MAINE, USA — An outright ban on spreading biosolids or sludge as fertilizer on farmland in Maine is one step closer to becoming law.
Toxic chemicals known as PFAS, found in household and industrial waste, are in the sludge produced by wastewater treatment plants. For decades the chemicals leached into topsoil and groundwater.
Under a proposed bill, LD 1911, the sludge would have to be put in landfills, which some critics say will create another toxic problem of its own.
It's a major step forward in containing contamination from PFAS chemicals. The toxic compounds have tainted hundreds of private drinking wells and farms in Fairfield and other parts of central Maine.
"We are poised to spend millions of taxpayer dollars to clean up the wells of rural homeowners and support affected farmers," State Senator Stacy Brenner, D-Cumberland, explained.
According to the Agency for Toxic Substances and Disease Registry, toxic chemicals have been linked in federal studies to health issues such as thyroid disease, liver problems, and organ cancers.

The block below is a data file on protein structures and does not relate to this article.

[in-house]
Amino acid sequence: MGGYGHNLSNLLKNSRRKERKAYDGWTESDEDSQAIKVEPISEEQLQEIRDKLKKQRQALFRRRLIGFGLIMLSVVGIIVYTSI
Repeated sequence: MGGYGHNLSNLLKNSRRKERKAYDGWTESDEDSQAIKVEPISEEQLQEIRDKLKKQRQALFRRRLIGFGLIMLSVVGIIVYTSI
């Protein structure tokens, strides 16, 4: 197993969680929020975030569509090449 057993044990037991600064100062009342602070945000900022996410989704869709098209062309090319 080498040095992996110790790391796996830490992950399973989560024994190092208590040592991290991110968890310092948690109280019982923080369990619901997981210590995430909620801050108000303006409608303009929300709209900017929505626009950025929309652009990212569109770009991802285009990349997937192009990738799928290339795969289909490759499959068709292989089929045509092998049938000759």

Members of the Maine Legislature's Environment and Natural Resources Committee approved an amendment to a bill that would prohibit the spreading of any sludge. It would also ban the production and sale of compost, fertilizer, and other agricultural products with sludge.
Leftover sludge from wastewater treatment plants was hauled to farms across the state and used as fertilizer for decades. Sludge would be required to be disposed of in landfills only. Representatives from the Maine Water Environment Association, which represents more than 600 private and municipal wastewater treatment plants, raised concerns about sufficient capacity in state landfills.
"We will soon be left with sludge piling up in our wastewater treatment facilities and no place to deposit it," Emily Cole-Prescott of the MEWEA testified.
But Brenner disputed that testimony, telling committee members, "The Department of Environmental Protection has confirmed for us that we have space in our landfills for this product."
Committee members also agreed to find funds to offset new costs for municipalities to handle and transport sludge to landfills. The bill would also require sewage plants to test treated wastewater for PFAS.
Thirty-four towns with 700 total sites have been identified by the Department of Environmental Protection as a top priority for PFAS testing. It's expected to take several years to complete all of the tests.